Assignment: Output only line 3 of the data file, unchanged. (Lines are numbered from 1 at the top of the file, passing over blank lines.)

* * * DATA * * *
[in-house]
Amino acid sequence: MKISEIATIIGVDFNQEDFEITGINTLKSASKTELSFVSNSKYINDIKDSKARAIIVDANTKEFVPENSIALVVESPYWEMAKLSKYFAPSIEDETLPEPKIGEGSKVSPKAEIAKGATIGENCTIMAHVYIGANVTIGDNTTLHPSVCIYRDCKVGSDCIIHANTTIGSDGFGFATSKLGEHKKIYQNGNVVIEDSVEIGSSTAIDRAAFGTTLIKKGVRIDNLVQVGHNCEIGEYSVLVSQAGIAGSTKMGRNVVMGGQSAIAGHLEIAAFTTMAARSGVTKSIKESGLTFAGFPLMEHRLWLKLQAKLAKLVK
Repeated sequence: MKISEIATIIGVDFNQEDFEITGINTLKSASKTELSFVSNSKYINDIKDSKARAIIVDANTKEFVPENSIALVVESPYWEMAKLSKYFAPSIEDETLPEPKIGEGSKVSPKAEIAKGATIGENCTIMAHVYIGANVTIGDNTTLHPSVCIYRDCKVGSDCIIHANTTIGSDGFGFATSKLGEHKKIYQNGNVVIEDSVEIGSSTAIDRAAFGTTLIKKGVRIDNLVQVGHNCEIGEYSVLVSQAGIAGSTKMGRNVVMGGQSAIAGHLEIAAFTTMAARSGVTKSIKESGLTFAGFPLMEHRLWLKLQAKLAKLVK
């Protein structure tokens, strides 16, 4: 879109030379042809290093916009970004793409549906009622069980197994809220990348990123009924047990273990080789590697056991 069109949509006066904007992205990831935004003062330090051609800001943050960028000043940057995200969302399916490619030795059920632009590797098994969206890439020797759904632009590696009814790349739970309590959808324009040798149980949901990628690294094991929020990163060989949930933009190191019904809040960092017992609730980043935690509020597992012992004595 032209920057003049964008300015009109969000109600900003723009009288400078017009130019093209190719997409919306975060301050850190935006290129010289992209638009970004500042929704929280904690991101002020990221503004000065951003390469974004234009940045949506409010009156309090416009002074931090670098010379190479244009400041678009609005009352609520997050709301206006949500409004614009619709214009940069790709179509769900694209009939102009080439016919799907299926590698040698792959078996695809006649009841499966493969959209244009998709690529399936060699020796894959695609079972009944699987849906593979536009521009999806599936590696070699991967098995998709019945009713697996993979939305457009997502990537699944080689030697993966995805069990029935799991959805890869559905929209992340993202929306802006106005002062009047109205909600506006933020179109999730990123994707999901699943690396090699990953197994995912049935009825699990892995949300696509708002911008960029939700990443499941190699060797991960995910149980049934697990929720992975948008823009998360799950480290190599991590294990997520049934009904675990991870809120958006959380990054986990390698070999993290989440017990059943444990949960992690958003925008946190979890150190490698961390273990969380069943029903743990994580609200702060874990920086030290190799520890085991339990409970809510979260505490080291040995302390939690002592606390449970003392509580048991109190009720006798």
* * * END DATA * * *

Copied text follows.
Repeated sequence: MKISEIATIIGVDFNQEDFEITGINTLKSASKTELSFVSNSKYINDIKDSKARAIIVDANTKEFVPENSIALVVESPYWEMAKLSKYFAPSIEDETLPEPKIGEGSKVSPKAEIAKGATIGENCTIMAHVYIGANVTIGDNTTLHPSVCIYRDCKVGSDCIIHANTTIGSDGFGFATSKLGEHKKIYQNGNVVIEDSVEIGSSTAIDRAAFGTTLIKKGVRIDNLVQVGHNCEIGEYSVLVSQAGIAGSTKMGRNVVMGGQSAIAGHLEIAAFTTMAARSGVTKSIKESGLTFAGFPLMEHRLWLKLQAKLAKLVK